Unfortunately, right now we’re not living within our ecosystem budget. Between last January 1st and today – August 8th – humans have collectively used as many resources as the Earth will produce in all of 2016. In other words, it’s taken us just over seven months to use up resources that our planet needs an entire year to generate.

That’s why today is called Earth Overshoot Day. But don’t mark your calendar for August 8th, 2017 – unlike other holidays, Earth Overshoot Day gets earlier every year. That is, we’re using up resources faster and faster, and wiping out the plants and animals that provide those resources, thus slowing down the rate at which the Earth can produce more of the things we need.

In 2015, Earth Overshoot Day fell on August 13th. As recently as 2009, it was in September. And in 1970, we just barely overspent our ecological income, using up a year’s worth of resources on December 23rd.

This isn’t a sustainable path. By taking less from the Earth, and putting back more, we can live within our ecological means.

What is Earth Overshoot Day?

How does natural gardening affect my utility bills?

In the Eastern states, including Wisconsin, approximately 30% of household water usage goes to keeping lawns alive. Using water systems, or landscaping with plants that require less supplemental water, can greatly reduce the monthly utility bill.

In Western states, where up to 60% of household water usage is spent on lawns, water systems are often not legal. However, the desert states are home to a wonderful variety of drought-tolerant native plants. Landscaping with these species conserves water, reduces monthly expenses, and restores a unique sense of place.

Landscaping choices can affect heating and cooling bills too. A mature shade tree can significantly reduce summertime temperatures in a neighboring building, while letting sunshine in to warm the building in colder months. A row of trees or bushes can block winds that pull heat out of a home in winter.

In summer, even smaller plants that don’t provide shade can cool a home through their processes of exchanging water with the air. A yard full of healthy plants is like a green air conditioner!

Finally, a natural yard can often be cared for with minimal use of motorized equipment, which saves gas and electricity. Letting nature work for us can improve our comfort and quality of life, while keeping money in our pockets.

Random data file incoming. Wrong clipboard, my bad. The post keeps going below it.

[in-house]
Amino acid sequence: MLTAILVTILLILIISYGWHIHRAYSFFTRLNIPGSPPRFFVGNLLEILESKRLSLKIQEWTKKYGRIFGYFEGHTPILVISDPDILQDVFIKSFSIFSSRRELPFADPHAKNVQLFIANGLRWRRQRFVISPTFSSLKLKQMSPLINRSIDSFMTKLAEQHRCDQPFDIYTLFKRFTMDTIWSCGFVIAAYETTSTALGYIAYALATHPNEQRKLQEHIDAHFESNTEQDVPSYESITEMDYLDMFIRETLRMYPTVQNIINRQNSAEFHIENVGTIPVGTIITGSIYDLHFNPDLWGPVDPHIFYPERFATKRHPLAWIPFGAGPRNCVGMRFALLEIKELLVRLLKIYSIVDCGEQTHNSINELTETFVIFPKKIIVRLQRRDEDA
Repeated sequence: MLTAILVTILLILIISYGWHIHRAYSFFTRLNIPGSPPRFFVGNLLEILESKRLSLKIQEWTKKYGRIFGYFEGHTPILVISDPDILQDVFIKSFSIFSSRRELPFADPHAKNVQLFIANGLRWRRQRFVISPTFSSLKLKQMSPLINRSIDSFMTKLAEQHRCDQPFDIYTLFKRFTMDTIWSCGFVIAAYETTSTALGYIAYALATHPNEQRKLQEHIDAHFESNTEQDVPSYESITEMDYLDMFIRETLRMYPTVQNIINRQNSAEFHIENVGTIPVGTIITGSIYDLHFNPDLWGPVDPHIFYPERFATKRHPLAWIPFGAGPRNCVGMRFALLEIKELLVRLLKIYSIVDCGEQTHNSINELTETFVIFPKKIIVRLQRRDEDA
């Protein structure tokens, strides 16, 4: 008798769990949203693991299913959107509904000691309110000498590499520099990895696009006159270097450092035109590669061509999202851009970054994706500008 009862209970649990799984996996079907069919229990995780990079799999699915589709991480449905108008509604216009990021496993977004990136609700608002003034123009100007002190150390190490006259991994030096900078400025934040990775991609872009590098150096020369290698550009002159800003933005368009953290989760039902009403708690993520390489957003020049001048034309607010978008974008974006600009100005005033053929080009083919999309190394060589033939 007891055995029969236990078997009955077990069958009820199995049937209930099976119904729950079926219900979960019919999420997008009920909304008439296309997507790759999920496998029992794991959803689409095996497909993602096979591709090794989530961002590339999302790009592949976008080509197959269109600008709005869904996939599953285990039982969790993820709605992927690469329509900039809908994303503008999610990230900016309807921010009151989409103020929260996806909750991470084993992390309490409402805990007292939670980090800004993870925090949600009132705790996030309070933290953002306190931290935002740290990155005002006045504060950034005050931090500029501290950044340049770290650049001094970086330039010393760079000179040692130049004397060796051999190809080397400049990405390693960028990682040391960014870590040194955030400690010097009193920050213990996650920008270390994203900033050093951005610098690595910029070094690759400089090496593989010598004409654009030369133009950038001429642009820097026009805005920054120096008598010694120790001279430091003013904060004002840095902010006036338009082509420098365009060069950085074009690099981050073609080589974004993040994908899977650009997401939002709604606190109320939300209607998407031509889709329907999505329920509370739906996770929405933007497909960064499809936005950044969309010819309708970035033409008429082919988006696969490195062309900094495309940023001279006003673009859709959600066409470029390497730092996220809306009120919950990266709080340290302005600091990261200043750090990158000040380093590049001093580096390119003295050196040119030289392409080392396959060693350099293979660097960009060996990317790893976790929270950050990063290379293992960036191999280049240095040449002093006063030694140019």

How does natural gardening affect my utility bills?

What’s new in natural yards? – Part 1

Madison’s new Pollinator Protection Task Force has recently released a report on what the city can do to help bees, butterflies, hummingbirds, and other pollinators. Following the lead of the White House, which has called for an “all hands, all lands” approach to address the rapidly-declining populations of key pollinators, Madison’s plan focuses on the importance of pollinators for our food system.

The plan lays out four basic strategies to restore habitat for pollinators:

The plan notes that the major obstacle to implementing these steps is concern on the part of city residents who find pollinator habitat unattractive. The plan calls for education and outreach programs to allay fears about the perceived dangers of pollinator-friendly landscaping practices.

The plan can be read here.

What’s new in natural yards? – Part 1

Why are there unraked leaves in that yard?

In the context of a lawn, fallen leaves are often seen as a mess to be cleaned up and sent away as waste. In a natural system, however, leaves are a valuable resource.

In nature, fallen leaves stay near the plant they fell from. Lying on the ground over the winter, they cover and insulate the plant’s roots, protecting them from temperature fluctuations, freeze-thaw cycles, and frost heaves.

Leaf litter serves as an important habitat element for many insects, which overwinter in, or lay their eggs in, the fallen leaves. The insects or their offspring emerge the following year to continue their life cycles. Raking away leaves interrupts these cycles, leaving a crucial gap in ecosystem functioning.

With the return of warmer weather, fungi and microorganisms get to work decomposing the leaves, returning them to the soil. Plants are then able to reabsorb those nutrients, and turn them into a future year’s leaves.

When leaves are raked to the street, they must be taken away by fossil-fuel-consuming vehicles. While they are waiting to be picked up, rain can wash their nutrients into stormdrains and then into the lakes, where they contribute to harmful algae blooms. For these reasons, Madison encourages homeowners to “leave the leaf“.

Why are there unraked leaves in that yard?